Wednesday, November 24, 2010

Where Social Media and Business Intersect

This week's edition of When Fridays Were Fridays is being posted early, due to the holiday. Have a great Thanksgiving everyone!

A recent article by Drew Neisser titled Why IBM Could be Bigger Than Facebook in Social Media got my attention. It wasn’t the fact that Neisser mentioned IBM and Facebook in the same sentence that got me, nor the fact that IBM recently announced the IBM Customer Experience Suite.

It was the quote from Jeffrey Schick, IBM's VP of Social Software, that got my attention. Schick told Neisser, "At IBM 15 years ago, we had a way to look up people to create a globally connected enterprise. Today we have approximately 500,000 people within IBM and we do about 6 million look ups a day on pages that look strikingly similar to other social network profile pages with features like blogging and photo posting."

This is not the first time IBM was using a tool internally long before the rest of the world – e-mail, instant messaging, and intranet technologies were all used internally within IBM long before they were even given names. They arose out of the necessity to be connected. They were – and are – the basis for what we now call social media tools.

So, is IBM likely to compete with Facebook in the social media market?

I’ve written in the past about the need for large corporations to leverage social media as a marketing tool – to listen and respond to their clients – but I don’t see IBM providing the technology for end-user/consumer social media. IBM’s strength lies within the enterprise. Providing the tools to keep large global companies and their employees connected – within the walls of the company – is where IBM is likely to excel in this market.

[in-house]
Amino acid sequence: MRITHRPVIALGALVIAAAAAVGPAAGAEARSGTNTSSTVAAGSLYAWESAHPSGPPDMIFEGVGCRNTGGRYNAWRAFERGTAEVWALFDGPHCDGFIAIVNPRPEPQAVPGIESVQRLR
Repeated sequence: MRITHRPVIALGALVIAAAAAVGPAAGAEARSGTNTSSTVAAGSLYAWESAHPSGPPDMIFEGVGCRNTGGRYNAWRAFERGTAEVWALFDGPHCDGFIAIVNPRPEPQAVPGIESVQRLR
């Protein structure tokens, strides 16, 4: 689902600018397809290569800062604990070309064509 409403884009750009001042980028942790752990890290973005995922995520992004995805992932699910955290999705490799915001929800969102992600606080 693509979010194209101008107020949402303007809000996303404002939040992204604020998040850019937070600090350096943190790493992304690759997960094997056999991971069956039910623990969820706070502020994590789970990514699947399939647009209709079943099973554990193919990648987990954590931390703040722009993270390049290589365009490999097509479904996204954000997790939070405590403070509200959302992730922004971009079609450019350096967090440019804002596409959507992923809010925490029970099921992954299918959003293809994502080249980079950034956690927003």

For such a venture to be successful it would need to have the same components of a Facebook – the ability to selectively connect, to share information, to respond/comment on information, and to be able to integrate with other company data and systems. I am describing an intra-company Facebook.

Such a system would need to be highly scalable. The concept of groups would be key – with the ability to create sub-groups within groups, and groups that bring other groups together. Most of all, such a system would need to be secure.

I think we have just begun to scratch the surface of intra-company social media technology tools, and are likely to see an explosion in this area over the next decade. What do you think?

3 comments:

Adam Krob said...

I very much appreciate your post! So much of the conversation around social networks ends up debating the relative merits of a corporate Twitter feed!

One of the greatest opportunities for internal social networks is creating conversations and a single view of a customer across an organization. Imagine a conversation between engineering, sales, and customer support around the overall health of a customer who is about to renew or a free-flowing dialogue between product management and professional services about features that worked really well for a particular customer and some that didn't.

There are already some entrants into this field, but it will definitely grow. It represents a real opportunity for companies and I hope that they choose to take it.

Colette said...

Adam, glad you like it! As a veteran of Corporate America I can totally appreciate how an intra-social media would greatly improve productivity. I think we have just scratched the surface of this space.

Louis said...

I really like how you describe the intersection of social media and business. I think that social media can help promote any business with its strategies. Every business owners should have a knowledge of it so they can maintain the growth of their business.

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